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Postsynaptic 5-HT1A receptors are associated to mood disorders since they appear down-regulated in the brain of suicide victims and up-regulated after antidepressant treatment. We have evaluated the influence of postsynaptic 5-HT1A receptor overexpression (OE) on behavioural and neuroplasticity changes induced by chronic administration of corticosterone (CORT; 35 µg/ml, 28 days), or by the antidepressant fluoxetine (Flx; 25 mg/kg/day, 28 days). OE mice and WT counterparts were behaviourally evaluated in anxiety/depression paradigms, and adaptive changes in different plasticity markers were also analyzed in hippocampus.
Corticosterone treatment in OE mice produced a decreased latency to feeding (novelty suppressed feeding) (29% vs OE+veh; p<0.05), in contrast to the increase observed in WT+CORT animals (82% vs WT+veh; p<0.05). Moreover, OE+CORT did not exhibit anhedonia in the sucrose preference test. Flx treatment reduced the anxiety levels in OE mice (51% vs OE+veh; p<0.05) to WT+veh levels.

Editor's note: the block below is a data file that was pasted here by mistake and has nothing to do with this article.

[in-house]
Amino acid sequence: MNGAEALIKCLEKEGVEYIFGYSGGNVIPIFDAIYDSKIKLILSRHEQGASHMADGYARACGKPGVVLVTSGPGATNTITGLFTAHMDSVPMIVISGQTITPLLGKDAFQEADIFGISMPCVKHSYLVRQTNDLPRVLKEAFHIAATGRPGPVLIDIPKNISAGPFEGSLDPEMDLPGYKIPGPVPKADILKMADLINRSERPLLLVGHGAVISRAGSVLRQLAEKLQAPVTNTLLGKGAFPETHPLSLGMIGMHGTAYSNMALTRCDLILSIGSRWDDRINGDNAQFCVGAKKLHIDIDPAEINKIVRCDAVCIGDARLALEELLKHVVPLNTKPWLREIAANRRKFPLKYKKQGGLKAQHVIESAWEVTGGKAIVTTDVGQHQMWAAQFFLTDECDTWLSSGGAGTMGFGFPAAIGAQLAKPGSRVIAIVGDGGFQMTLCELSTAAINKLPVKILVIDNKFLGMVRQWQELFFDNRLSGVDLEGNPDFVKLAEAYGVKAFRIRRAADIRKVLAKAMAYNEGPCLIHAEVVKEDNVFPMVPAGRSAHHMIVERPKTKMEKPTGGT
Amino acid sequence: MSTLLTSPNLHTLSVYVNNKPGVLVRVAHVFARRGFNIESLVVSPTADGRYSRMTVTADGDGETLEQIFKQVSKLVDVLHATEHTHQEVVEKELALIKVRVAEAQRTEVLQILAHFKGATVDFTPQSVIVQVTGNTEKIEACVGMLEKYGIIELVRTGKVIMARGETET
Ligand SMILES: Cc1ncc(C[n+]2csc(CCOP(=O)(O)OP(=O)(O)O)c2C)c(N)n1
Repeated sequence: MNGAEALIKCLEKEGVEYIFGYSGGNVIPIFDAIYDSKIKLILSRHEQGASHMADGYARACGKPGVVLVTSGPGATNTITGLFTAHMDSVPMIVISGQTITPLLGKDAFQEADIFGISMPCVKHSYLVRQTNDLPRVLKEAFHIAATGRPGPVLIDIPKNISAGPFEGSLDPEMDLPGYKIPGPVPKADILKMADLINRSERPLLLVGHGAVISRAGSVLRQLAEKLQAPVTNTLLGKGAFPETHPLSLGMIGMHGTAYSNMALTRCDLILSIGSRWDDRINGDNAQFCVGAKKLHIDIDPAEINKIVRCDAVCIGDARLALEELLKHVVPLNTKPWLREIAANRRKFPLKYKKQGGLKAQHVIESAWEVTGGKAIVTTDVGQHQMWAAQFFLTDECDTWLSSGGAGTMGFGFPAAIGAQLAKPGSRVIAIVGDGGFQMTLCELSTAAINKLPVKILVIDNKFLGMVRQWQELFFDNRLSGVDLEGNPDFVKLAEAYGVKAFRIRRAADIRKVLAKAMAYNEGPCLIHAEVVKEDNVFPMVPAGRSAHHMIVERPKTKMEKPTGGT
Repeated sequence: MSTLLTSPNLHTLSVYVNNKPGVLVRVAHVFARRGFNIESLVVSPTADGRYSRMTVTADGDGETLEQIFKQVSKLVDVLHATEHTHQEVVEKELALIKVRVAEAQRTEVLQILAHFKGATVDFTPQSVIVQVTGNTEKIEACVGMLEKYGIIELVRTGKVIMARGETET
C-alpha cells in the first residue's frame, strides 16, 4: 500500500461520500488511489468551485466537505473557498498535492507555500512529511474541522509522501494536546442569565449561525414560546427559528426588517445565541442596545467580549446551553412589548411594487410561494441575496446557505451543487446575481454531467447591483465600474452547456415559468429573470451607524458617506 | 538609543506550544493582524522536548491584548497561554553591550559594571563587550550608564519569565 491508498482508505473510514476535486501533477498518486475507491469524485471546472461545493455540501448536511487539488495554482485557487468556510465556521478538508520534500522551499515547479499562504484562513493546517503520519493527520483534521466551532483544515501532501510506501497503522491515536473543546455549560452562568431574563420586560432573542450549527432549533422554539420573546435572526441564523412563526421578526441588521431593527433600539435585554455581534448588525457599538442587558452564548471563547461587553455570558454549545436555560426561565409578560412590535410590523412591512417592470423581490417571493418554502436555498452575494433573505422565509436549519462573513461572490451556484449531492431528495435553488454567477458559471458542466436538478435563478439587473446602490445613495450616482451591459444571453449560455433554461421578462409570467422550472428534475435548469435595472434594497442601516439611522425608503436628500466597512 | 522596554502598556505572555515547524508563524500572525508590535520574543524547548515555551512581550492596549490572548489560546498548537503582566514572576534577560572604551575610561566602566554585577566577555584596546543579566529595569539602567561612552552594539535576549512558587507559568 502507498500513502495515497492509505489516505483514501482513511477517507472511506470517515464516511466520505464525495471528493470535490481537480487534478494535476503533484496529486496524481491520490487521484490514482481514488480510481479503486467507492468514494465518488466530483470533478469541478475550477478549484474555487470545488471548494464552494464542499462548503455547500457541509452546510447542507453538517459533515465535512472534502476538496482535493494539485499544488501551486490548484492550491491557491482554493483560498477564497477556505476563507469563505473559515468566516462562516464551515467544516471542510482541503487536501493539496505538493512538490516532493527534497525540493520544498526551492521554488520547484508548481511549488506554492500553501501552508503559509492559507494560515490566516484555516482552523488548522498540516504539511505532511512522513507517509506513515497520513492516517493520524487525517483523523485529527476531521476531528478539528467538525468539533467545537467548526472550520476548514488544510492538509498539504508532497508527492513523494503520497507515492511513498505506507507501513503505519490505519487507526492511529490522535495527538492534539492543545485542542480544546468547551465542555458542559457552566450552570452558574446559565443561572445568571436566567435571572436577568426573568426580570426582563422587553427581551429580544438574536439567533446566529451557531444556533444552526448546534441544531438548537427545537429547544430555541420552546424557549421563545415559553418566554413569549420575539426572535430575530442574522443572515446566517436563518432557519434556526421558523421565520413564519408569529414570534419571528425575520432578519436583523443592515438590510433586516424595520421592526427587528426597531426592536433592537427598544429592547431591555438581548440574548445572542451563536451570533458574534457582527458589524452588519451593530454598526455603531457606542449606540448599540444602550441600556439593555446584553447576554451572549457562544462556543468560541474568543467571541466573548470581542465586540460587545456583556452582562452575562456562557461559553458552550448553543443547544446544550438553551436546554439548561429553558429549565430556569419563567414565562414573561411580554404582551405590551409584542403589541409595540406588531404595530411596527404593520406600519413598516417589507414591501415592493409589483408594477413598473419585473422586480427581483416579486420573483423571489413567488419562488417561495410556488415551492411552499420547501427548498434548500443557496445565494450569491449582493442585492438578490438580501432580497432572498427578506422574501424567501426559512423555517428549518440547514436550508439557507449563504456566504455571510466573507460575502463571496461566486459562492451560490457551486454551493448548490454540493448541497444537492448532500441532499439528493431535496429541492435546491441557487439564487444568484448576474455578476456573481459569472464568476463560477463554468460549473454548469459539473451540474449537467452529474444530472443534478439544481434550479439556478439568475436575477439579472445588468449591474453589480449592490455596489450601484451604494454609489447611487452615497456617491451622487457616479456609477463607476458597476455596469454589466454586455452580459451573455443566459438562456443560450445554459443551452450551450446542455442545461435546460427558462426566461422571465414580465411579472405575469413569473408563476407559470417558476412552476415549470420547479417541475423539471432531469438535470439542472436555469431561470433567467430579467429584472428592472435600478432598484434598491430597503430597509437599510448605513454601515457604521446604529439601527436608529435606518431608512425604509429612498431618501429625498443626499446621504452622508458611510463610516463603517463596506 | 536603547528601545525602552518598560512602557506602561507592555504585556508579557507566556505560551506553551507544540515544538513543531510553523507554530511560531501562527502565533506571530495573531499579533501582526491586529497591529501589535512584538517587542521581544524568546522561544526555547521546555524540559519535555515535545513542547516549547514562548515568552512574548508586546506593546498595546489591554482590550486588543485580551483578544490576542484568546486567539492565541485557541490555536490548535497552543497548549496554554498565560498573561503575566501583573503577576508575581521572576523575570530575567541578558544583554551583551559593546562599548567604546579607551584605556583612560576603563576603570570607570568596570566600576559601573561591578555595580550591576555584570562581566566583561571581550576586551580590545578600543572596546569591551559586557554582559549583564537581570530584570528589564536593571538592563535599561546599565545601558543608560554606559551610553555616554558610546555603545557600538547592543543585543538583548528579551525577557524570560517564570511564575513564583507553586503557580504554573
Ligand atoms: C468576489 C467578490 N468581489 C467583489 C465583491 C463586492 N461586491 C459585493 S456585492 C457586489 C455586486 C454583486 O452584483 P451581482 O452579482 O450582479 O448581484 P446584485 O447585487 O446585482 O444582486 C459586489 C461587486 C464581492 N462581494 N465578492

The analysis of the plasticity marker ß-catenin presented a reduction in OE mice (40% vs WT; p<0.05), not modified by corticosterone, while CORT induced a reduction in WT+CORT (45% vs WT, p<0.05). On contrast, Flx administration in OE mice increased hippocampal ß-catenin levels (43% vs OE+veh, p<0.05), opposite to WT animals. Analysis of serum corticosterone levels indicated a 4.7 fold increase (p<0.01) in OE mice compared to WT animal.
Our results demonstrate the implication of postsynaptic 5-HT1A in behavioural and neuroplasticity-related changes associated to increased corticosterone levels, similar to those observed in a model of depression/anxiety.
Supported by: Ministerio de Ciencia (SAF07-61862) and Ministerio de Economía y Competitividad (SAF2011-25020).